The TTC is about to unveil a $6 million high-tech plan to build shelters that show wait times, and a new system will allow passengers to receive email updates on transit delays, CTV News has learned.

The TTC is also developing a system that would allow riders to purchase their tickets and plan their route online.

The high-tech pilot project, which incorporates all three initiatives, is slated to begin next year. The start-up cost is estimated at $6 million, and the plans will be discussed at a meeting on Wednesday.

With respect to the "delay alerts," those notices would be sent to the cellphones, BlackBerrys and other hand-held devices of those who subscribe to the service.

TTC chairman Adam Giambrone says the TTC needs to make some upgrades to ensure a faster and smoother journey, and catch up with other transit systems.

"Mississauga has the trip planner, and people expect to be able to buy things online," Giambrone told CTV News. "This is really becoming a basic service standard, and we just have to run to catch up."

Toronto is following in the footsteps of York Region Transit with respect to the shelters. There, wait times are displayed on an electronic sign.

The Toronto shelters may even list the reason for the delay, such as an accident or traffic.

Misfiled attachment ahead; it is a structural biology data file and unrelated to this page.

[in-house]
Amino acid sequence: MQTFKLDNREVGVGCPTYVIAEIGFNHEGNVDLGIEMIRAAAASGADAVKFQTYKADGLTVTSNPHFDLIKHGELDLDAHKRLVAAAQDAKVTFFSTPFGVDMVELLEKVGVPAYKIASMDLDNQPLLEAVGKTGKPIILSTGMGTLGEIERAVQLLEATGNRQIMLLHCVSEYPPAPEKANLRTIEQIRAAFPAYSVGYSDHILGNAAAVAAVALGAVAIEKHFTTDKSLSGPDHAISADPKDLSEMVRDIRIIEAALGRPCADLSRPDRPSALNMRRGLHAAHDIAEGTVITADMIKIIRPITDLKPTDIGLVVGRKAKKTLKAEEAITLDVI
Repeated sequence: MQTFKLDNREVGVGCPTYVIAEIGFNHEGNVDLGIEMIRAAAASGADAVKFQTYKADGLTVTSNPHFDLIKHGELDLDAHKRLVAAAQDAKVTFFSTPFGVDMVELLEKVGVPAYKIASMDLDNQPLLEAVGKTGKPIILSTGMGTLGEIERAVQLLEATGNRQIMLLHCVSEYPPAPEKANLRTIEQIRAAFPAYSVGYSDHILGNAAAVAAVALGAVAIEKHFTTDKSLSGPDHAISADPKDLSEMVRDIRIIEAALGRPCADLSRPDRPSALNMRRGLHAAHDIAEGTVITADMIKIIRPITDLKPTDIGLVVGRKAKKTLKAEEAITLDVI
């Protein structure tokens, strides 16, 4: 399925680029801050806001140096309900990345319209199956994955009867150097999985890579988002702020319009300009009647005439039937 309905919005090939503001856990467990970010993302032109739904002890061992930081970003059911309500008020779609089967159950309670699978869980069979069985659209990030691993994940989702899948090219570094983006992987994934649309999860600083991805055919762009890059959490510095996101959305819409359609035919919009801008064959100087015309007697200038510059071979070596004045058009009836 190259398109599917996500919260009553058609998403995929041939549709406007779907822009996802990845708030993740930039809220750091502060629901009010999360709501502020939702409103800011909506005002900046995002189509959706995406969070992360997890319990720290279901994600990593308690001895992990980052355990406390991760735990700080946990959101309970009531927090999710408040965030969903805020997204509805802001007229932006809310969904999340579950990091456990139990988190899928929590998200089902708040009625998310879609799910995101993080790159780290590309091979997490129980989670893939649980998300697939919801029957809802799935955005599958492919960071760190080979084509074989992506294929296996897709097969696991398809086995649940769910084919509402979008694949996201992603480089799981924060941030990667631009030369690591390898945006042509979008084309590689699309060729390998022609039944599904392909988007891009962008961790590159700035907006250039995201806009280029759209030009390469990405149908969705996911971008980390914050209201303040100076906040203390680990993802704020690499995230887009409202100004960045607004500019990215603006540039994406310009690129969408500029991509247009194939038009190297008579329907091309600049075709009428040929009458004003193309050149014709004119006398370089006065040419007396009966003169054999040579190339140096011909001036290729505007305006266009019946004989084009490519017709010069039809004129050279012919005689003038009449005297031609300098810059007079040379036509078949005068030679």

TTC passengers polled on Monday were mixed about the proposed changes.

"(I wouldn't) have to wait in lines, and I'll know ahead of time about delays," said one rider.

Others, however, said better service doesn't come electronically.

"The service is not the greatest. The cost of the Metro Pass keeps going up and nothing seems to be getting better," said one man.

"I'd rather see more lines, more stops," added another passenger.

Giambrone said the TTC will be making significant service improvements in 2008.

"Next year we are projected to spend some $20 million on new service, so dealing with the crowding aspect, extending the new bus routes, there will be new express bus services, that's all coming," he said. "That came from the fare increase."

With a report from CTV's Naomi Parness